Design Ideas

How lighting impacts modern condo design in mexico

As you probably have noticed by now, I like to report on the lighting I experience when visiting other countries. This time it is Puerto Vallarta, Mexico. The city has massively built-up since the last time I was there 10 years ago.

The old part of town is still funky, fun and fabulous. As you are leaving the more historic area and drive out towards the airport, you can see that there is a lot of construction going on. So many new high-rise condominiums.

In 2015 we stayed in condominium, located on the hillside above the beach in the old part of Puerto Vallarta. Everything was made of concrete, even the beds. They were definitely not movable. The construction had a hand hued feel to it. It was charming.

This time, we went to look at a model home which was going to be part of three unit high-rise condominium complex near to where the cruise ships come in, just on the outskirts of downtown Puerto Vallarta.

Construction wasn’t even going to start until next year, so there was a free standing condo model that prospective buyer were able to tour. They even have drone images of what you would see from the different floors, 16 altogether. 

It was surprisingly European in feel. The finishes were very crisp and modern, as were the furnishings and lighting. It was gratifying to see how much attention had been paid to the light fixtures, both architectural and decorative.

Even though it was daytime when we did the walk-through the lighting read well. I think that it helped it that it was an overcast day. The recessed LED fixtures were not overused which is often the case in the US condo market, They were using the warm-dim technology, so that the color temperature could go from 4000° Kelvin to 2200° Kelvin.

We also noticed that there was a reveal in the ceiling above the sliding glass doors that led from the balcony to the living room/dining room. This is space made for the shades, which also housed a linear LED that could wash the window coverings with light at night. A very thoughtful detail.

The kitchen was well-designed with pendant fixtures over the island, some recessed lighting and linear lighting below the upper cabinets. There was also lighting inside the cabinetry, which was also a really appreciated feature.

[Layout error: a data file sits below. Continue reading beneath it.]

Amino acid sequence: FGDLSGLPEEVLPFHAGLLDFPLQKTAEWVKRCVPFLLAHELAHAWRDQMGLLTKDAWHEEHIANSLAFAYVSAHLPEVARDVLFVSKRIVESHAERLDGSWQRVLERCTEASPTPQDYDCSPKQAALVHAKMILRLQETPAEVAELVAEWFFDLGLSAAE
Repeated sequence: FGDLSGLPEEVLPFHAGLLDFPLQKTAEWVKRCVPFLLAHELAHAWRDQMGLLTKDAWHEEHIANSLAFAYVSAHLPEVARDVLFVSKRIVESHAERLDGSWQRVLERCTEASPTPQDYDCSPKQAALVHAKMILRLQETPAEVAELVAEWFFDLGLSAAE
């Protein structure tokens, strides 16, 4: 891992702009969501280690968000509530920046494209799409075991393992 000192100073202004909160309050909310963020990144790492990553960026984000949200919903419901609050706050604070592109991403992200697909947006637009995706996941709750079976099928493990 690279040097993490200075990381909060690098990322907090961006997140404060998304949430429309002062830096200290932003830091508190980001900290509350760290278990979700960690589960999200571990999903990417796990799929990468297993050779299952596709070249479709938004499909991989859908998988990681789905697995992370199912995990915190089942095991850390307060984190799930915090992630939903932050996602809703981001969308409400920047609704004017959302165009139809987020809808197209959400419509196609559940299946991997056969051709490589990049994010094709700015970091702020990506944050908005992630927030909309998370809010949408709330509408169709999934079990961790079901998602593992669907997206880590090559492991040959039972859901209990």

The primary bathroom had two sinks with individual lighting, using backlit mirrors. These two also had the warm-dim technology. This is great for when you are putting together an outfit or putting on make-up for day or night.

There was a large scale, single mirror in the second bedroom bath. Pay no attention to my hand and the reflection. 

It really made the room feel larger. I always liked having even illumination on my face at the mirror. I was also pleased to see that there was not a recess down over the sinks. All this does is cause hard shadows on people’s faces, which ages them visually. This is no way to start off your day.

It was interesting to see the pendant fixtures over the side tables in the primary bedroom. This gave the smallish side tables more room for other items. This room also had the ceiling reveal to house the shade material and linear lighting.

They did make use of floor lamps and table lamps throughout, which I feel is an important part of a successful lighting design. It’s so much better than just a room filled with recessed downlights. Its all about light layering, combining task, accent, ambient and decorative lighting to create a welcoming and cohesive design.

A few suggestions I made were to offer potential buyers the choice of putting in recessed adjustable fixtures instead of fixed downlights, so that they could be directed towards art and table tops. The other suggestion I made was to install some toe-kick lighting below the floating sink consoles, activated by a motion sensor, so that in the middle of the night people could navigate the bathroom without having to turn on an overabundance of illumination. 


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